Then there's this new "bento box." I actually reached into the display case and withdrew the product for closer examination. I scrutinized the ingredients. It looked pretty damn vegan, though the "sesame peanuts" were questionable. You can list sesame seeds as an ingredient, or you can list peanuts as an ingredient. But "sesame peanuts" is suspicious. What's adhering the sesame seeds to the peanuts, exactly? Dried cane sugar solution? Kangaroo lactate? Fortunately, Starbucks lists the complete ingredients on their site:
sesame ginger noodle salad (water, broccoli, semolina durum flour [niacin, iron, thiamine mononitrate, riboflavin, folic acid], cucumbers, sugar snap peas, roasted peanuts, carrots, lettuce, red bell pepper, sprouted soybeans, sugar, 2% or less of: cabbage, soybeans, whole wheat, sesame seeds, salt, nigari [magnesium chloride (a natural firming agent), calcium sulfate], wheat flour, sesame oil, ginger, modified cornstarch, xanthan gum, lactic acid, spices, jalapeno peppers, green onions, cilantro, garlic, dried onion, tomato paste, cornstarch, rice vinegar, brown rice syrup, rice wine, vegetable oil [sunflower, palm and/or canola], lime juice, dried orange pulp, extract of mushroom, alcohol [to preserve freshness], sodium benzoate [preservative], guar gum). dark chocolate bar (cacao beans, cane sugar, cocoa butter, soy lecithin [an emulsifier], vanilla).Yet I still haven't tried this product, after all this time. I think that, subconsciously, eating a pre-packaged Starbucks food would be a sort of communion. I would be taking Starbucks inside me in a different way. I'm not sure that I'm ready for that kind of relationship with such a big, powerful corporation. On the other hand, I feel obligated to vote for this product with my consumer dollar.
Ok, I'll try it, and I'll post the experience here.
Tuesday, October 4, 2011
|Photo stolen from haighteration.com|
|I skipped burrito photography class.|
* I had eaten several burritos from the previous taqueria at 292 Divisadero St., and they were all poor to mediocre. Does anyone know what it was called?
Monday, October 3, 2011
The first thing I need to do is to figure out what's vegan and what's not. Most beer, in general, is vegan. There are many beers that use animal products in their clarification and filtering processes, but your average home brewer is not going to employ them. (If you're curious about the vegan-friendliness of your favorite mass-produced beers, check out www.barnivore.com.) So far, my home brewery contains two questionable products: BTF Iodophor and Super Grunge Remover (sodium carbonate). My cursory Web research suggests that both of these products are pretty simple chemicals with no obvious animal origin, but I e-mailed the manufacturers for the final word. If they turn out to be non-vegan, I can fall back Five Star Star San. Here's an e-mail exchange I had with the manufacturer:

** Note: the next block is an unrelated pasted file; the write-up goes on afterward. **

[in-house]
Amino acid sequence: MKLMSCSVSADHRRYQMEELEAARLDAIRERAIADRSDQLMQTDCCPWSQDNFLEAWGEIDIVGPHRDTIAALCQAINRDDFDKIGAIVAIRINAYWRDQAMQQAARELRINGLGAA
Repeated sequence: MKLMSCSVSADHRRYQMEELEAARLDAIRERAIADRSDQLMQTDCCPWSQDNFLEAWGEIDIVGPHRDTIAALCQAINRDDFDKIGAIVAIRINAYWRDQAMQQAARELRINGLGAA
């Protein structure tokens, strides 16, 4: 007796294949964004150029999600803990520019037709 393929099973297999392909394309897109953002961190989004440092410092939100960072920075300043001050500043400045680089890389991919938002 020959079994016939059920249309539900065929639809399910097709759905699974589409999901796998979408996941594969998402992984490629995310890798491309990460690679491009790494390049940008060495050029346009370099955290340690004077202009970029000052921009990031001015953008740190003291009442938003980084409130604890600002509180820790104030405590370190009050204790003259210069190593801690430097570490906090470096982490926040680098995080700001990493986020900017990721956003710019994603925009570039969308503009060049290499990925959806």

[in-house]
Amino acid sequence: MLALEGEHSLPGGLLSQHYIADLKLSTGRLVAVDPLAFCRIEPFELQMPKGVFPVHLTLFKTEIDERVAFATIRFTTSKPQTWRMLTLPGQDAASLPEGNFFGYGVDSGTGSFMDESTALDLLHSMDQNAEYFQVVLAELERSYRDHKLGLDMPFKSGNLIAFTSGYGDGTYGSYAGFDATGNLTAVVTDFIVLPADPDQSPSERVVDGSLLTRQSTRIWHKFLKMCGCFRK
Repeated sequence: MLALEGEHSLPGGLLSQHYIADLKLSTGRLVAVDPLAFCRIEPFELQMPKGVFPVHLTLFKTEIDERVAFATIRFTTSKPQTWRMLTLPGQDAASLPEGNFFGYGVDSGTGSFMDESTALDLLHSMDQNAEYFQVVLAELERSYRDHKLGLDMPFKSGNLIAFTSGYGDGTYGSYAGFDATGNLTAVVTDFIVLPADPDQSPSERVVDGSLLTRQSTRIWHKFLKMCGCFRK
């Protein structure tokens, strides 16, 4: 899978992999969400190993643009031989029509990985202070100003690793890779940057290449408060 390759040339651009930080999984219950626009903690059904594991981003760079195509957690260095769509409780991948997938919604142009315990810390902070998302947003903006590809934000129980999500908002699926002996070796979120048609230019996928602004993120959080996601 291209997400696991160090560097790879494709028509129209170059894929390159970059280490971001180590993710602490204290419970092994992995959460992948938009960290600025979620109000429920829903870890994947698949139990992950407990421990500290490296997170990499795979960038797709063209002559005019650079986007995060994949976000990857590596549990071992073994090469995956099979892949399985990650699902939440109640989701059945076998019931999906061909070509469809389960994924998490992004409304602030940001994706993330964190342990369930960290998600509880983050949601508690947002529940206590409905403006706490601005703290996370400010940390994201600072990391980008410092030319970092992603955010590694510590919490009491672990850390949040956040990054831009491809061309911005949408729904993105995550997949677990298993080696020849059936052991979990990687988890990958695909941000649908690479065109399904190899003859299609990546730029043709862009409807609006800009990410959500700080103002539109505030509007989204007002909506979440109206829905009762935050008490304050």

Hi!To which Jon Herskovits responded via his iPhone:
I'm interested in using your Star San product for home brewing. However, I prefer to use products that are:
100% cruelty free (not tested on animals)
100% free of animal by-products (no animal-derived ingredients of any kind)
Can you confirm that this product meets my criteria?
All the ingredients in star San are on the GRAS (generally recognized as safe) list. This means they don't need bunny testing. You are good to use all five star products."Bunny testing" sounded a little patronizing, so I thought I would press for more information:
Sent from my iPhone
Thank you very much, Jon, for your response. Could you also respond explicitly to my other question, about whether your products (Star San specifically) contain animal-derived ingredients? (I intend to share this information with readers of my blog, by the way.)To which I finally got a satisfactory, if terse, response:
I really appreciate your time,
No they are not animal derived.Thank you, Jon! I feel bad about pestering him while he's on the go, but it's worth it to move forward with confidence in this long-overdue endeavor.
Sent from my iPhone
Sunday, October 2, 2011
I'm proud that I raised $740 to combat animal abuse. I'm also proud that I finished my first half marathon. And while I didn't enter the race with any competitive aspirations, I'm proud of my performance:
- Finish time: 2:42:23
- Placement: 7338 (out of around 12,000)
How does a vegan celebrate finishing his first half marathon? He eats a mushroom, olive, and broccoli stuffed vegan pie from Paxti's, accompanied by some delicious Sierra Nevada Tumbler Ale. And then he takes a 16 hour nap.
Saturday, October 1, 2011
I have discovered one old weird trick to appearing healthy: being physically fit. Once very couple of years I string together a series physical activities that I call "exercising," and I try to incorporate these activities into my life's patterns. Invariably, my laziness will prevail and I will end up back on the couch with my friends Beer and Chips. About four months ago, as another period of exercise was looming on my horizon, I passed by the PeTA booth at the San Francisco Green Festival. A friendly representative was promoting the Bay Area PeTA Pack, a group of people who were going to raise money for PeTA's undercover and rescue operations by running the San Jose Rock and Roll Half Marathon. This seemed like the perfect way for me to get off my ass and help some animals out at the same time.
I have been running ever since, and the Half Marathon is tomorrow. Franky, I'm terrified. I ramped up my training slowly to avoid injuring myself, and never ran more than about 5 1/2 miles in a single session. I'll have to run more than twice that tomorrow. Fortunately I can always walk a bit if I need to. All I have to do is make it to the starting line by 8AM, and cross the finish line by noon. I think I can do that, especially because I know that my friends and family support me, and that the money we raised will help some animals.